27 – Biological surveys (2014)

(This is a part of a series of gleanings from the history of CRC’s 30 years of work; additional posts available here.)

Occasionally CRC has supported worthy biological surveys.

In July 2013, CRC contributed to a USFS Bird Survey Project. Scientists and local birders, including the Friends of Cave Creek Canyon, initiated a bird survey with the goal of determining the impact of the Horseshoe 2 Fire on avifauna of the Chiricahua Mountains.

Protocols developed by the Rocky Mountain Research Station were used in a survey in 2012, but unfortunately those protocols could not be used effectively in our steep, treacherous terrain. An attempt was made in 2013 to change the transects: they were shortened, and placed on gentler terrain. Details of the several-year study are summarized in Developing a Monitoring Program for Bird Populations in the Chiricahua Mountains, Arizona, Using Citizen Observers: Initial Stages. You can read the results here.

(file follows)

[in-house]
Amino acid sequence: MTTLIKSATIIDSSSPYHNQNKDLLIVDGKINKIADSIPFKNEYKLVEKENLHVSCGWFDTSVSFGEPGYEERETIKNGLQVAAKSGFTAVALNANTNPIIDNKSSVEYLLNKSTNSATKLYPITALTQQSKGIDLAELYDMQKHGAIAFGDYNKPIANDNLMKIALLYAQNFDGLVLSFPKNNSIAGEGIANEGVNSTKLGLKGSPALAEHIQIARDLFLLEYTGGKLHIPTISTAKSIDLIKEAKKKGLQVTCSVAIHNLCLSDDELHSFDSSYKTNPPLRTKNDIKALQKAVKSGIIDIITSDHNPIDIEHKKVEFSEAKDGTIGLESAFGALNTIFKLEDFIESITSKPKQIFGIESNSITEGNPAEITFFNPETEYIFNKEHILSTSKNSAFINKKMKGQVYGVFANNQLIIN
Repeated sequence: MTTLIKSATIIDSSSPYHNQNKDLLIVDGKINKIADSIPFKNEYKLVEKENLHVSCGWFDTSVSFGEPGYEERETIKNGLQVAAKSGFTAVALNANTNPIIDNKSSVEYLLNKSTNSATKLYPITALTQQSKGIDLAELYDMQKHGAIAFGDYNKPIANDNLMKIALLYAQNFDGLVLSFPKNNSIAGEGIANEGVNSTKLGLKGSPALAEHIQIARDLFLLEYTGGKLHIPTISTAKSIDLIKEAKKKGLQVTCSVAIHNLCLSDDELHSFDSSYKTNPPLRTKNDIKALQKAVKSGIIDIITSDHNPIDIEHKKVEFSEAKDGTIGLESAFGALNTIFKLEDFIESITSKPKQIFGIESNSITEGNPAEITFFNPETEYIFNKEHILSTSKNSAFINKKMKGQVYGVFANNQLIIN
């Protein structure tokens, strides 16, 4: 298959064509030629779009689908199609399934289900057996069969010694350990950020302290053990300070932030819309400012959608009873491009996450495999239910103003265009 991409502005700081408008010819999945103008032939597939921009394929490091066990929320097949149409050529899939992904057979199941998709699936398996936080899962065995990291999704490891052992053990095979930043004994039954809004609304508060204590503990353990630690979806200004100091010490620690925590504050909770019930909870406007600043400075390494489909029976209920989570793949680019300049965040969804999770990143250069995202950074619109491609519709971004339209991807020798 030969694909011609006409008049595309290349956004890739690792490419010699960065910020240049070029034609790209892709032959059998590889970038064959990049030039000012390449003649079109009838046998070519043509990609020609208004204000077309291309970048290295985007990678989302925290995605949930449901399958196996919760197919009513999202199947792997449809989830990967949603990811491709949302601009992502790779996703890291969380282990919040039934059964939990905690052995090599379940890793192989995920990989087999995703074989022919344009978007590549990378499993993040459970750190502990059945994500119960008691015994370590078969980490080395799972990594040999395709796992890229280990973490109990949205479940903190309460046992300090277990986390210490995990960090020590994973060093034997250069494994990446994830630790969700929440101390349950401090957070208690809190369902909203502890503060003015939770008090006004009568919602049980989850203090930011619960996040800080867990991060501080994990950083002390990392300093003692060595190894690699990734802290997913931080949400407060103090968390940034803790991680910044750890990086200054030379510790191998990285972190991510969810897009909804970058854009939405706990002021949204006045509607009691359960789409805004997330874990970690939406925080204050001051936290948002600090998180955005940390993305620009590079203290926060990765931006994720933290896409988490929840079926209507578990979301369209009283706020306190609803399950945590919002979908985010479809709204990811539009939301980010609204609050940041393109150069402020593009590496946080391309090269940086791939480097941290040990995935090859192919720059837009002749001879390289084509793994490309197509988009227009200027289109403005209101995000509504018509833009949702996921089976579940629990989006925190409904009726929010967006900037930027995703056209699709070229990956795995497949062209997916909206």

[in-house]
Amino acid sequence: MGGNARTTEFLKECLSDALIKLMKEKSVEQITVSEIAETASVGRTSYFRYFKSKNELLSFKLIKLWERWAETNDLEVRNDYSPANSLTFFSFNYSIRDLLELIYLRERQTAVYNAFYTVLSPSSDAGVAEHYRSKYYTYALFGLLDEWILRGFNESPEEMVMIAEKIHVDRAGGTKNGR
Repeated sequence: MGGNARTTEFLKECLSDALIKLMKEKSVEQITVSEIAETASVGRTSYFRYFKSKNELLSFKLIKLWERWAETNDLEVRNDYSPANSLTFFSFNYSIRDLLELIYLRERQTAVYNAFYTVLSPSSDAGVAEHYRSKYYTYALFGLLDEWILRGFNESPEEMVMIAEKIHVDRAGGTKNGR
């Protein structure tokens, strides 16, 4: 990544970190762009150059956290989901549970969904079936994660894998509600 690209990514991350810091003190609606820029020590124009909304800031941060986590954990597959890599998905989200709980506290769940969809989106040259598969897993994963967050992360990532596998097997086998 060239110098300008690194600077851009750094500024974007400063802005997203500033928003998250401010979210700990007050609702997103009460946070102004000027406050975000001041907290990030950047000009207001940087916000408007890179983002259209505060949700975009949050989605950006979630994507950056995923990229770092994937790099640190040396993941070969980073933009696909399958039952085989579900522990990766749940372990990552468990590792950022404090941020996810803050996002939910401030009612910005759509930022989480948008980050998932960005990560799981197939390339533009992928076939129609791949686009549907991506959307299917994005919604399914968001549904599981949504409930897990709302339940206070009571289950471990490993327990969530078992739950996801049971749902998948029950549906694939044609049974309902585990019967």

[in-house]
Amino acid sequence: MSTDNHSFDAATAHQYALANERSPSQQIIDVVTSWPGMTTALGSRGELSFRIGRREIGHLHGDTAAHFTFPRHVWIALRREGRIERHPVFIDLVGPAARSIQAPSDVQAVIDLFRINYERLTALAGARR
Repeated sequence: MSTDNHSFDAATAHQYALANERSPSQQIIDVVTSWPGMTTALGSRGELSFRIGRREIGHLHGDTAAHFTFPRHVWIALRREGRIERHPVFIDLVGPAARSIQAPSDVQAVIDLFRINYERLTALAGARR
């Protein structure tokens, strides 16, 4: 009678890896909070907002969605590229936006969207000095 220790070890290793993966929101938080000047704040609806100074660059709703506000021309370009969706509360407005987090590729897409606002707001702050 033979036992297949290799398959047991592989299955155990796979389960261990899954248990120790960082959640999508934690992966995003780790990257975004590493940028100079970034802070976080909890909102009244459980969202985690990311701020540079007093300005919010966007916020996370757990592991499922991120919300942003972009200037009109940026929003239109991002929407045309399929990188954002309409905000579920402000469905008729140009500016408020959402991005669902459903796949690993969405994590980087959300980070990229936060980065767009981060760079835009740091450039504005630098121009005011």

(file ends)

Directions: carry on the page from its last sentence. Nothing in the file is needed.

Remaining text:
In April 2014, CRC gave $2000 towards the annual Cave Creek Canyon Trogon Census. Rick Taylor started the Elegant Trogon census many years ago. In 2013, Rick teamed with Tucson Audubon Society to expand the survey to other Sky Island ranges in Southeast Arizona.

Iconic Elegant Trogons in South Fork during the 2012 census
(Photo by Narca Moore)

Trogons in the Chiricahuas––their traditional stronghold in the US––declined precipitously after the Horseshoe 2 Fire in 2011. After the fire, damaging floods from Hurricane Odile in September 2014 further altered their habitat. From a normal count of about 20 individuals during the 1990s, Elegant Trogons numbered only nine in 2014. In 2015, that number inched up to 10 birds, an incremental increase, as their riparian habitat slowly recovered. Luckily, trogon numbers in the other Sky Island ranges have been increasing, offsetting the current low numbers in the Chiricahuas.

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